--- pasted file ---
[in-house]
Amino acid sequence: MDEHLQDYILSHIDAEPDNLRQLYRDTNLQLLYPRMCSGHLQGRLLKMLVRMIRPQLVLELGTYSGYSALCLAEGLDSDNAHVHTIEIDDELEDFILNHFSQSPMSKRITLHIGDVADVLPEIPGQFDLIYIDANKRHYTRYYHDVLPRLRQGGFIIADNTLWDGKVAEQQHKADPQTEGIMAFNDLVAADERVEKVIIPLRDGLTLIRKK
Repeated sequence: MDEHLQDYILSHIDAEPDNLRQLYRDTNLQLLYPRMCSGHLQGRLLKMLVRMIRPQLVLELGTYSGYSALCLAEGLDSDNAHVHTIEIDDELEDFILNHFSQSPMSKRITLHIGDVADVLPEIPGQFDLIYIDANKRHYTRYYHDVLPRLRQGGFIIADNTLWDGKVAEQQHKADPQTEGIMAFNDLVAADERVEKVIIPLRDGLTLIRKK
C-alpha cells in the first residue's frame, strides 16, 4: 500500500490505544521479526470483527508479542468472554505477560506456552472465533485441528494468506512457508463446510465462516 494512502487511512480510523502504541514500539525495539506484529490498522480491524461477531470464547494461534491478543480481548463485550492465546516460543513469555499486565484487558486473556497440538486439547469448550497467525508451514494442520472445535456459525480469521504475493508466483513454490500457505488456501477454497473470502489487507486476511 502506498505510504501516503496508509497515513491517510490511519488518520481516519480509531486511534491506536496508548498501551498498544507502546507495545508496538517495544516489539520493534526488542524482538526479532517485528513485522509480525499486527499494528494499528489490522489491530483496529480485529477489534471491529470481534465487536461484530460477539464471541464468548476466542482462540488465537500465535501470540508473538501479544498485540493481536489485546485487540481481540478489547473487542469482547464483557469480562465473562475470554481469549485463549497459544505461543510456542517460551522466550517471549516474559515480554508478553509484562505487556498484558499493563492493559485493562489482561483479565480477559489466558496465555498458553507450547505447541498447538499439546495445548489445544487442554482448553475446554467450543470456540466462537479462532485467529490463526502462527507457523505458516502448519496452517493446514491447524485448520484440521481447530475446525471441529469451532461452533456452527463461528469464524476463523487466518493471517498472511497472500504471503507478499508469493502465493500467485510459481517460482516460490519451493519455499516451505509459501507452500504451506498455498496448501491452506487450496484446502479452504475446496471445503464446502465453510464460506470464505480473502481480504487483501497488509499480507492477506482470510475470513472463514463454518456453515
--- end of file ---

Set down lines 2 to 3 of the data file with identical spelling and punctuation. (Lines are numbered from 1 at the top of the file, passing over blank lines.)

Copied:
Amino acid sequence: MDEHLQDYILSHIDAEPDNLRQLYRDTNLQLLYPRMCSGHLQGRLLKMLVRMIRPQLVLELGTYSGYSALCLAEGLDSDNAHVHTIEIDDELEDFILNHFSQSPMSKRITLHIGDVADVLPEIPGQFDLIYIDANKRHYTRYYHDVLPRLRQGGFIIADNTLWDGKVAEQQHKADPQTEGIMAFNDLVAADERVEKVIIPLRDGLTLIRKK
Repeated sequence: MDEHLQDYILSHIDAEPDNLRQLYRDTNLQLLYPRMCSGHLQGRLLKMLVRMIRPQLVLELGTYSGYSALCLAEGLDSDNAHVHTIEIDDELEDFILNHFSQSPMSKRITLHIGDVADVLPEIPGQFDLIYIDANKRHYTRYYHDVLPRLRQGGFIIADNTLWDGKVAEQQHKADPQTEGIMAFNDLVAADERVEKVIIPLRDGLTLIRKK